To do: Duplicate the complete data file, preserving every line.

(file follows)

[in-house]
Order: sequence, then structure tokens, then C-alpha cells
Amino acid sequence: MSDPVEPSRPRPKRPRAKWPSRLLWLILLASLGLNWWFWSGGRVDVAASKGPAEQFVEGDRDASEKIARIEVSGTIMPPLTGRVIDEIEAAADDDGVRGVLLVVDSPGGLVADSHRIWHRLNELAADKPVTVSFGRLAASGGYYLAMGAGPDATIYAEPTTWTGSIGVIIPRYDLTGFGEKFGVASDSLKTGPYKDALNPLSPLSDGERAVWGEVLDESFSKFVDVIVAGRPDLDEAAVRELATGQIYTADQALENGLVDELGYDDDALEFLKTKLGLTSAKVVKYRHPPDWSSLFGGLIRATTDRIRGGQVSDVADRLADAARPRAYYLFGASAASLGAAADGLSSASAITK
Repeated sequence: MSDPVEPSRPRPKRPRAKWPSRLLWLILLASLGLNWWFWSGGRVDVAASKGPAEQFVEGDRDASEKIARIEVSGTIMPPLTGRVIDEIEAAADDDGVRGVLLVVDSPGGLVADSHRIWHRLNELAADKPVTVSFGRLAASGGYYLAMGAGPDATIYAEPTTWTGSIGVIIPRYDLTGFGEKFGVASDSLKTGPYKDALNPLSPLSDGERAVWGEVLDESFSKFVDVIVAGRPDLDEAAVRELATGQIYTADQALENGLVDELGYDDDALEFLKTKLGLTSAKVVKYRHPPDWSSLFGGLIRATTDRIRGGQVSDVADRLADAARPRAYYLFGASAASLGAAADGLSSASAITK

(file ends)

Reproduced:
[in-house]
Order: sequence, then structure tokens, then C-alpha cells
Amino acid sequence: MSDPVEPSRPRPKRPRAKWPSRLLWLILLASLGLNWWFWSGGRVDVAASKGPAEQFVEGDRDASEKIARIEVSGTIMPPLTGRVIDEIEAAADDDGVRGVLLVVDSPGGLVADSHRIWHRLNELAADKPVTVSFGRLAASGGYYLAMGAGPDATIYAEPTTWTGSIGVIIPRYDLTGFGEKFGVASDSLKTGPYKDALNPLSPLSDGERAVWGEVLDESFSKFVDVIVAGRPDLDEAAVRELATGQIYTADQALENGLVDELGYDDDALEFLKTKLGLTSAKVVKYRHPPDWSSLFGGLIRATTDRIRGGQVSDVADRLADAARPRAYYLFGASAASLGAAADGLSSASAITK
Repeated sequence: MSDPVEPSRPRPKRPRAKWPSRLLWLILLASLGLNWWFWSGGRVDVAASKGPAEQFVEGDRDASEKIARIEVSGTIMPPLTGRVIDEIEAAADDDGVRGVLLVVDSPGGLVADSHRIWHRLNELAADKPVTVSFGRLAASGGYYLAMGAGPDATIYAEPTTWTGSIGVIIPRYDLTGFGEKFGVASDSLKTGPYKDALNPLSPLSDGERAVWGEVLDESFSKFVDVIVAGRPDLDEAAVRELATGQIYTADQALENGLVDELGYDDDALEFLKTKLGLTSAKVVKYRHPPDWSSLFGGLIRATTDRIRGGQVSDVADRLADAARPRAYYLFGASAASLGAAADGLSSASAITK